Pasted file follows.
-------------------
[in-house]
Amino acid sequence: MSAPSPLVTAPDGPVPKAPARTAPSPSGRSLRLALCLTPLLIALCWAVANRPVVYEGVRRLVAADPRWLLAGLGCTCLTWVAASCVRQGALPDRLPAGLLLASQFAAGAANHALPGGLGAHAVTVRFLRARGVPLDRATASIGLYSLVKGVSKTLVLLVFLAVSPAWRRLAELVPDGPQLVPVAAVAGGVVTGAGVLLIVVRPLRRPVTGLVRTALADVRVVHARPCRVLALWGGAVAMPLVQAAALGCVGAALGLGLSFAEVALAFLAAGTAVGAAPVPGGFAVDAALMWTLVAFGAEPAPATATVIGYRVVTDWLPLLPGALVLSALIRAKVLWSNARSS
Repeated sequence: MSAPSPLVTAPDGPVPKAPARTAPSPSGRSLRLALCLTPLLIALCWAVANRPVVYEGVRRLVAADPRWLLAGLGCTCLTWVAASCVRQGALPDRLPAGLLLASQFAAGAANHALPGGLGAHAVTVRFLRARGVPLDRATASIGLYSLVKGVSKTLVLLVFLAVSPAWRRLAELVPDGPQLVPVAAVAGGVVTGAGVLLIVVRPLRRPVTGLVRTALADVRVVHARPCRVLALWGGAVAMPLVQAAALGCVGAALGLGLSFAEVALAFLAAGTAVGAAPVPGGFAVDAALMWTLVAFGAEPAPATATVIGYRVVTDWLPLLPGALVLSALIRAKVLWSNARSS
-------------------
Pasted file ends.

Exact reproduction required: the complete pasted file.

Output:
[in-house]
Amino acid sequence: MSAPSPLVTAPDGPVPKAPARTAPSPSGRSLRLALCLTPLLIALCWAVANRPVVYEGVRRLVAADPRWLLAGLGCTCLTWVAASCVRQGALPDRLPAGLLLASQFAAGAANHALPGGLGAHAVTVRFLRARGVPLDRATASIGLYSLVKGVSKTLVLLVFLAVSPAWRRLAELVPDGPQLVPVAAVAGGVVTGAGVLLIVVRPLRRPVTGLVRTALADVRVVHARPCRVLALWGGAVAMPLVQAAALGCVGAALGLGLSFAEVALAFLAAGTAVGAAPVPGGFAVDAALMWTLVAFGAEPAPATATVIGYRVVTDWLPLLPGALVLSALIRAKVLWSNARSS
Repeated sequence: MSAPSPLVTAPDGPVPKAPARTAPSPSGRSLRLALCLTPLLIALCWAVANRPVVYEGVRRLVAADPRWLLAGLGCTCLTWVAASCVRQGALPDRLPAGLLLASQFAAGAANHALPGGLGAHAVTVRFLRARGVPLDRATASIGLYSLVKGVSKTLVLLVFLAVSPAWRRLAELVPDGPQLVPVAAVAGGVVTGAGVLLIVVRPLRRPVTGLVRTALADVRVVHARPCRVLALWGGAVAMPLVQAAALGCVGAALGLGLSFAEVALAFLAAGTAVGAAPVPGGFAVDAALMWTLVAFGAEPAPATATVIGYRVVTDWLPLLPGALVLSALIRAKVLWSNARSS